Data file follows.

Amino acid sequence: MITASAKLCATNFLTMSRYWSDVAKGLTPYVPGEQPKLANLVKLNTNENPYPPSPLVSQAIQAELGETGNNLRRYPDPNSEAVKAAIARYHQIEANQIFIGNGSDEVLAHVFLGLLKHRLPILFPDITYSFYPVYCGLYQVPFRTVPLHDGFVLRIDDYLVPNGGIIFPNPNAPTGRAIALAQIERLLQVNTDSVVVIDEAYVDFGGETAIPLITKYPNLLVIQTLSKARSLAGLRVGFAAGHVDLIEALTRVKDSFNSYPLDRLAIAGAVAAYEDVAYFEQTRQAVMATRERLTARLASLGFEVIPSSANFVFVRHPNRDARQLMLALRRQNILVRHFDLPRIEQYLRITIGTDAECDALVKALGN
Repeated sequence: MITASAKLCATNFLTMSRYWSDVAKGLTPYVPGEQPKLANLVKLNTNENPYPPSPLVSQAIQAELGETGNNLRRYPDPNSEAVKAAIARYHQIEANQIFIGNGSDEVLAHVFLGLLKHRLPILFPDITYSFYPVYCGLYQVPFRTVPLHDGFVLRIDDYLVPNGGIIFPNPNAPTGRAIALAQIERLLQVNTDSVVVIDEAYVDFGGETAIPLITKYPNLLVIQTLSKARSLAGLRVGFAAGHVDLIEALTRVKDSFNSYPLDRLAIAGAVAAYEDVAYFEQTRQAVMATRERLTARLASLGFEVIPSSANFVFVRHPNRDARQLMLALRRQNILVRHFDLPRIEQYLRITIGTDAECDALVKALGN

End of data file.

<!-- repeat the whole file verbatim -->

Amino acid sequence: MITASAKLCATNFLTMSRYWSDVAKGLTPYVPGEQPKLANLVKLNTNENPYPPSPLVSQAIQAELGETGNNLRRYPDPNSEAVKAAIARYHQIEANQIFIGNGSDEVLAHVFLGLLKHRLPILFPDITYSFYPVYCGLYQVPFRTVPLHDGFVLRIDDYLVPNGGIIFPNPNAPTGRAIALAQIERLLQVNTDSVVVIDEAYVDFGGETAIPLITKYPNLLVIQTLSKARSLAGLRVGFAAGHVDLIEALTRVKDSFNSYPLDRLAIAGAVAAYEDVAYFEQTRQAVMATRERLTARLASLGFEVIPSSANFVFVRHPNRDARQLMLALRRQNILVRHFDLPRIEQYLRITIGTDAECDALVKALGN
Repeated sequence: MITASAKLCATNFLTMSRYWSDVAKGLTPYVPGEQPKLANLVKLNTNENPYPPSPLVSQAIQAELGETGNNLRRYPDPNSEAVKAAIARYHQIEANQIFIGNGSDEVLAHVFLGLLKHRLPILFPDITYSFYPVYCGLYQVPFRTVPLHDGFVLRIDDYLVPNGGIIFPNPNAPTGRAIALAQIERLLQVNTDSVVVIDEAYVDFGGETAIPLITKYPNLLVIQTLSKARSLAGLRVGFAAGHVDLIEALTRVKDSFNSYPLDRLAIAGAVAAYEDVAYFEQTRQAVMATRERLTARLASLGFEVIPSSANFVFVRHPNRDARQLMLALRRQNILVRHFDLPRIEQYLRITIGTDAECDALVKALGN